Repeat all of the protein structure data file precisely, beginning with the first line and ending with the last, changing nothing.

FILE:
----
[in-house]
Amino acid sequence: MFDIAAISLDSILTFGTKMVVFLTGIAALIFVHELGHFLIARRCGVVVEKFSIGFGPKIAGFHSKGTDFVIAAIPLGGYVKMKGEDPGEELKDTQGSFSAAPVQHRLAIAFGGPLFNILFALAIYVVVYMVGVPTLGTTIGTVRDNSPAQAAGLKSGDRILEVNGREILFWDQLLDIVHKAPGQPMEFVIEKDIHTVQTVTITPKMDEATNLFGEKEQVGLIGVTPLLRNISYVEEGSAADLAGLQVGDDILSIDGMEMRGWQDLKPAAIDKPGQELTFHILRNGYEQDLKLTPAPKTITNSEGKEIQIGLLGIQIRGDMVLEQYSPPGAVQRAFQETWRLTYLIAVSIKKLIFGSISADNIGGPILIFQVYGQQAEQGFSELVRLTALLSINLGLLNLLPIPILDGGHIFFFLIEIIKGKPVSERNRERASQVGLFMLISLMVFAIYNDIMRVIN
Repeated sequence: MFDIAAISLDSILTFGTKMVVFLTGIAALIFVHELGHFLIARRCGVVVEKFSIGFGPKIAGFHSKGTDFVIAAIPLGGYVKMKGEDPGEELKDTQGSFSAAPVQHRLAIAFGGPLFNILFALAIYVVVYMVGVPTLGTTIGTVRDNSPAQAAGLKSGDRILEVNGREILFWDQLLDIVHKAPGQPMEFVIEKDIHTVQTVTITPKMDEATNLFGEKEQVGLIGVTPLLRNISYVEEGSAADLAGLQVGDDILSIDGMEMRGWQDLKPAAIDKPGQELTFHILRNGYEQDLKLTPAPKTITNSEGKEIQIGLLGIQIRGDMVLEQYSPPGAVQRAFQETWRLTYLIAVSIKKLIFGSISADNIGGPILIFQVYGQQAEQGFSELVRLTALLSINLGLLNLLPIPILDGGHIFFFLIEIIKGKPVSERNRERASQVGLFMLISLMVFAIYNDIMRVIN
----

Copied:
[in-house]
Amino acid sequence: MFDIAAISLDSILTFGTKMVVFLTGIAALIFVHELGHFLIARRCGVVVEKFSIGFGPKIAGFHSKGTDFVIAAIPLGGYVKMKGEDPGEELKDTQGSFSAAPVQHRLAIAFGGPLFNILFALAIYVVVYMVGVPTLGTTIGTVRDNSPAQAAGLKSGDRILEVNGREILFWDQLLDIVHKAPGQPMEFVIEKDIHTVQTVTITPKMDEATNLFGEKEQVGLIGVTPLLRNISYVEEGSAADLAGLQVGDDILSIDGMEMRGWQDLKPAAIDKPGQELTFHILRNGYEQDLKLTPAPKTITNSEGKEIQIGLLGIQIRGDMVLEQYSPPGAVQRAFQETWRLTYLIAVSIKKLIFGSISADNIGGPILIFQVYGQQAEQGFSELVRLTALLSINLGLLNLLPIPILDGGHIFFFLIEIIKGKPVSERNRERASQVGLFMLISLMVFAIYNDIMRVIN
Repeated sequence: MFDIAAISLDSILTFGTKMVVFLTGIAALIFVHELGHFLIARRCGVVVEKFSIGFGPKIAGFHSKGTDFVIAAIPLGGYVKMKGEDPGEELKDTQGSFSAAPVQHRLAIAFGGPLFNILFALAIYVVVYMVGVPTLGTTIGTVRDNSPAQAAGLKSGDRILEVNGREILFWDQLLDIVHKAPGQPMEFVIEKDIHTVQTVTITPKMDEATNLFGEKEQVGLIGVTPLLRNISYVEEGSAADLAGLQVGDDILSIDGMEMRGWQDLKPAAIDKPGQELTFHILRNGYEQDLKLTPAPKTITNSEGKEIQIGLLGIQIRGDMVLEQYSPPGAVQRAFQETWRLTYLIAVSIKKLIFGSISADNIGGPILIFQVYGQQAEQGFSELVRLTALLSINLGLLNLLPIPILDGGHIFFFLIEIIKGKPVSERNRERASQVGLFMLISLMVFAIYNDIMRVIN